Squaw Valley—Extreme, Part II of II


Part I covered SYLVESTER'S SLOT, BECK'S ROCK, SCHMID-IOTS, and the infamous CHINESE DOWNHILL.

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Part I covered SYLVESTER'S SLOT, BECK'S ROCK, SCHMID-IOTS, and the infamous CHINESE DOWNHILL.

"The atmosphere at Squaw Valley has always equaled a penchant for risk. It is matter of fact," explained the late Norm Simmons, who became known in the sixties for his epic leaps off KT's Eagle's Nest.

Here is the balance of the seven events that helped propagate the Squaw Valley legend.

HOT DOG. The Chinese Downhill (see Part I) was eventually glamorized years later in the feature-length motion picture, "Hot Dog." Filmed at Squaw Valley and written and edited by Squaw Valley native, Mike Marvin, the film hired several local athletes for ski sequences and stunts.

Though Playboy's Shannon Tweed received most of everyone's attention, it was local Robby Huntoon, doubling for the film?s hero Patrick Hauser, who stole the picture. His most uncorked stunt came during the filming of the climatic Chinese Downhill when he swept through Gold Coast on skis and through a huge glass window to get back on course.

"The stunt coordinator and I dreamed it up," recalls Huntoon who has done stunt work in other films such as "Back To The Future" and "Greatest American Hero." "The Gold Coast Lodge configuration was a lot different then than today. The building was a lot smaller, especially its upper deck. I knew we could pull off something special."

Removing an uphill window and installing a door, Huntoon constructed a strip of snow three feet wide through the building and off the floor to the height of the window.

"We took out the plate glass, but could only replace it with real glass," remembers Huntoon. "There was not time or budget to send for candy glass."

With five cameras rolling, Huntoon, on long, downhill race skis, began his run from the top of the East Broadway lift terminal. "I needed a bit of speed, enough to clear the Plaza Deck and hit the ramp I made at the bottom."

Huntoon was informed he had to do it in one take. The former University of Vermont grad hit it perfectly. He smashed through several panes of glass he'd organized to soften the blow, and he flew below onto the narrow ramp situated near the Gold Coast chairlift.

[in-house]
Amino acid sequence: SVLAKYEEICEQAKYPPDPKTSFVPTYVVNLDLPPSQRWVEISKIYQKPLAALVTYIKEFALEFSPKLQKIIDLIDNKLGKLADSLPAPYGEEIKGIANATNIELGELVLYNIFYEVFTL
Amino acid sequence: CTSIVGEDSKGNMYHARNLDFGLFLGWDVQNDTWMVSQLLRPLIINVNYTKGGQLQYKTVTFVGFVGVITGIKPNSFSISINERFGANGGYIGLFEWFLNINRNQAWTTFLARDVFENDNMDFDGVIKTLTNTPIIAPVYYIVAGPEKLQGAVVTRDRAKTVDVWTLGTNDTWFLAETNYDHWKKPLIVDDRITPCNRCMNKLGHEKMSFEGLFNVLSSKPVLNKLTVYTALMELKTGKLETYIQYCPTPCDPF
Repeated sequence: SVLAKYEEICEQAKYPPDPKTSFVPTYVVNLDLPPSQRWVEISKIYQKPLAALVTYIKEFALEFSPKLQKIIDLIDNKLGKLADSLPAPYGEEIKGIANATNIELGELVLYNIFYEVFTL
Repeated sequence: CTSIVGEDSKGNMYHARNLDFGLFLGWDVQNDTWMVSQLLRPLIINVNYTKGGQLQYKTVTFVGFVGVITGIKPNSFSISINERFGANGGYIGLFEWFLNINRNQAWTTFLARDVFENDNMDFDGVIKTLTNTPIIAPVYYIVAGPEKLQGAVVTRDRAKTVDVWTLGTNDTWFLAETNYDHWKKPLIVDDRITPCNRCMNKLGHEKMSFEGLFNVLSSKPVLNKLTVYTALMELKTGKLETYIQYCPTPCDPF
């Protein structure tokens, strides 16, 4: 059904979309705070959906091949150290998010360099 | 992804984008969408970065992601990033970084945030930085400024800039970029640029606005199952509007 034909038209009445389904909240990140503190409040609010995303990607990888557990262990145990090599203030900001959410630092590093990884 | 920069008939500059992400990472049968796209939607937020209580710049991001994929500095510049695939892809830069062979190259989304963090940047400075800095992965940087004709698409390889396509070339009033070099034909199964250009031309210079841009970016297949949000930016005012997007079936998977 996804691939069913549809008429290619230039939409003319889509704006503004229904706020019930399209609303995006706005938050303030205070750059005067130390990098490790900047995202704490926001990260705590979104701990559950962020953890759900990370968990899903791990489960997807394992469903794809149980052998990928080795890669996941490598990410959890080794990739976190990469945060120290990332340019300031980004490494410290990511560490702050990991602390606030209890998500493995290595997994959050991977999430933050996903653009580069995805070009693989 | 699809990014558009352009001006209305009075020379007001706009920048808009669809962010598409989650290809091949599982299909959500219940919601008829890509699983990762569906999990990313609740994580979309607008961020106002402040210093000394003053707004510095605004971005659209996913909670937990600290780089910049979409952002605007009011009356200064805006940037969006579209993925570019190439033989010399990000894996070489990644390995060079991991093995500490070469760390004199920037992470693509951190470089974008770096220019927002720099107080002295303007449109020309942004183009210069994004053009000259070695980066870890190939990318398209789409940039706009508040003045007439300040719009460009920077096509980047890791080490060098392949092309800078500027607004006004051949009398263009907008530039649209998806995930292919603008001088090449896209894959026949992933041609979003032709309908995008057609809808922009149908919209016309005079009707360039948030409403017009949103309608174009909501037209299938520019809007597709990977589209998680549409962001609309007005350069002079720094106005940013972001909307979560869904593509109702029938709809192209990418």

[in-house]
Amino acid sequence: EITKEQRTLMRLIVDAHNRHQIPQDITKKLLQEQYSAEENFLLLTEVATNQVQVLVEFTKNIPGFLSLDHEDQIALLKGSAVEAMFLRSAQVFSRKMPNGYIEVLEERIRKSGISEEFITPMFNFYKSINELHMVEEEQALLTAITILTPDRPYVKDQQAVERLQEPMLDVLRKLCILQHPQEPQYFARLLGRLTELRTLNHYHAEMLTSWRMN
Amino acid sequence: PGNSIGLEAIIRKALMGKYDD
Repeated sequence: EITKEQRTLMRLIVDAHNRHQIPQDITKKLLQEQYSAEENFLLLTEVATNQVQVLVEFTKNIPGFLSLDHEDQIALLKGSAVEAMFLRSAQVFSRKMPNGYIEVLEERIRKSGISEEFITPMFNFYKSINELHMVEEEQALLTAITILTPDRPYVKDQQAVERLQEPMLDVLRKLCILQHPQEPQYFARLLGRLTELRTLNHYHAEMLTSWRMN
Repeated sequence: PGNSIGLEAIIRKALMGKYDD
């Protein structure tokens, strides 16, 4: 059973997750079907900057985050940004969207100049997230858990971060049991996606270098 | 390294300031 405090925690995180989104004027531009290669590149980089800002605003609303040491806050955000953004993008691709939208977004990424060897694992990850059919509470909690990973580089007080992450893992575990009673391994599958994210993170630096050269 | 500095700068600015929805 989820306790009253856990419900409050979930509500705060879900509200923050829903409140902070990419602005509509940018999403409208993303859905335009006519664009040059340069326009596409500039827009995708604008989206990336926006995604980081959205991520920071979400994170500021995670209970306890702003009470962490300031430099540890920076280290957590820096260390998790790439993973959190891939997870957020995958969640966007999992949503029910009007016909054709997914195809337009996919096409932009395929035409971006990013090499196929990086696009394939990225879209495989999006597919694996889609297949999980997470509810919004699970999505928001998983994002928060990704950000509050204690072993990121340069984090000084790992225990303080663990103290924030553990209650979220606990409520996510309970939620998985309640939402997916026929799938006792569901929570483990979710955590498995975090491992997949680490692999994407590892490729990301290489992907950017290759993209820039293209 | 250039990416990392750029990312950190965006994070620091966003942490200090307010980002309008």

"I learned one item a bit later. There was a girl, an extra who was acting as a cocktail waitress, who was supposed to open the door for me to sail through. As it turned out, she just happened to open the door accidently as I screamed into the building. No one inside had a radio to say exactly when I was coming. Someone looking out the window noticed me coming and yelled to her to open the door!"

WAYES WICKED WANDER. In his first Big Mountain extreme competition, Tom Wayes brought new meaning to the word "big air" when he uncorked an epic 100-foot leap in the Tram Bowl chutes during the 1996 All-Mountain Extremes. "I wanted to do something huge. I'd had a poor first run. It was hard not to go for it," recalls Wayes, a Squaw Valley resident and Alaskan heli-guide.

During the morning's course inspection he had noticed a chimney of rock near the Medusa Chute, above Ladies Lunge. He discovered a small stair of steps into the buttress where one could still see the landing from the top.

"I wanted to do it the first time, but a cameraman on the spine had forced me to go around," says Wayes. Strapped to a pair of K2, 215 skis, he sailed off the cliff, using two little trees as reference. "I remember praying about clearing the second pad, but I believed I could do it. My mind was clear. I was in the zone," he says.

With several hundred spectators gasping, Wayes cleared the precipice. Though he extended to get full absorption on impact and kept on his feet, the landing looked and sounded like the detonation of a building. The landing chipped his elbow, but he managed to put his boards back on and ski down to the applause in the finish.

The crowd loved it. The judges couldn't buy it. Wayes was disqualified for skiing through a roped section that had been earlier declared off-course.
"I knew it was reckless," admits Wayes. "But Im super-competitive and was really reved up. I have to admit there was a lot of hang time."

ALL-MOUNTAIN EXTREMES, 1995, FINAL DAY. "Everybody knew this was the day to show off and go big," remembers Chaco Mohler, an organizer of the event that first year. "I don't think there has ever been a day we've had with such ideal conditions for big air."

All week long a spring storm had socked into Squaw Valley, interrupting and delaying the five-day competition. On the last day, however, the sun broke out, the winds died, and competitors discovered ten feet of new snow waiting.

"I was initially disappointed," says Mohler whose filming of the event would earn him first place at the International Ski Film and Video Festival and the Far West Bill Berry Award. "We had scheduled the competition originally for the Tram Bowl Chutes, but there was too much avalanche danger. Once I got up to Granite Chief and saw those conditions, however, I knew it was going to be far out. The anticipation, the energy up there was amazing."

The women won the battle of air. Morgan Lafonte pulled off a backflip from the buttress. Kirsten Kremer flew off the nose of Granite Chief. Chuck Patterson hiked the peak four times and won the combined in skiing and snowboarding.

Overall the gods created an ideal scene," Mohler explained. "The cool thing was everybody let go of the fact it was a competition and got into this showboating thing. With the audience and cameras watching, it was Squaw Valley people going big off the mothership, Squaw Valley."